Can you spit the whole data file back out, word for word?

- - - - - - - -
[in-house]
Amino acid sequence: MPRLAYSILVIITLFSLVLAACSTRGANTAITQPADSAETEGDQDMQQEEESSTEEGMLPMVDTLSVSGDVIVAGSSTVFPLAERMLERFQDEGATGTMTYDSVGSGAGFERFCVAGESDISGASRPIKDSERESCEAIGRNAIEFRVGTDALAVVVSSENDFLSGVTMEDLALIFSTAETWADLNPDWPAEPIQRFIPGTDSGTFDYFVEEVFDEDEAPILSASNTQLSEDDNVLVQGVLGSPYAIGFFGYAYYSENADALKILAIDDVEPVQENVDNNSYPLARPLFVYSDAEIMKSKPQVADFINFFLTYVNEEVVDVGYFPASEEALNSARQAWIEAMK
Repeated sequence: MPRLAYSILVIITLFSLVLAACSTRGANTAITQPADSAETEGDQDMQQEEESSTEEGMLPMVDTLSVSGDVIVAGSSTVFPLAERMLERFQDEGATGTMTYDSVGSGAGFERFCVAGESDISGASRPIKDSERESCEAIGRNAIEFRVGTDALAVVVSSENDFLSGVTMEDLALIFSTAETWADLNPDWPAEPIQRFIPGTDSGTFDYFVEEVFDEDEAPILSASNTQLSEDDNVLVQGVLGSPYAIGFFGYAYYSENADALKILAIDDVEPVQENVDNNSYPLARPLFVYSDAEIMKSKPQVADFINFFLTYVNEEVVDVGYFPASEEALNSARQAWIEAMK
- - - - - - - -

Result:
[in-house]
Amino acid sequence: MPRLAYSILVIITLFSLVLAACSTRGANTAITQPADSAETEGDQDMQQEEESSTEEGMLPMVDTLSVSGDVIVAGSSTVFPLAERMLERFQDEGATGTMTYDSVGSGAGFERFCVAGESDISGASRPIKDSERESCEAIGRNAIEFRVGTDALAVVVSSENDFLSGVTMEDLALIFSTAETWADLNPDWPAEPIQRFIPGTDSGTFDYFVEEVFDEDEAPILSASNTQLSEDDNVLVQGVLGSPYAIGFFGYAYYSENADALKILAIDDVEPVQENVDNNSYPLARPLFVYSDAEIMKSKPQVADFINFFLTYVNEEVVDVGYFPASEEALNSARQAWIEAMK
Repeated sequence: MPRLAYSILVIITLFSLVLAACSTRGANTAITQPADSAETEGDQDMQQEEESSTEEGMLPMVDTLSVSGDVIVAGSSTVFPLAERMLERFQDEGATGTMTYDSVGSGAGFERFCVAGESDISGASRPIKDSERESCEAIGRNAIEFRVGTDALAVVVSSENDFLSGVTMEDLALIFSTAETWADLNPDWPAEPIQRFIPGTDSGTFDYFVEEVFDEDEAPILSASNTQLSEDDNVLVQGVLGSPYAIGFFGYAYYSENADALKILAIDDVEPVQENVDNNSYPLARPLFVYSDAEIMKSKPQVADFINFFLTYVNEEVVDVGYFPASEEALNSARQAWIEAMK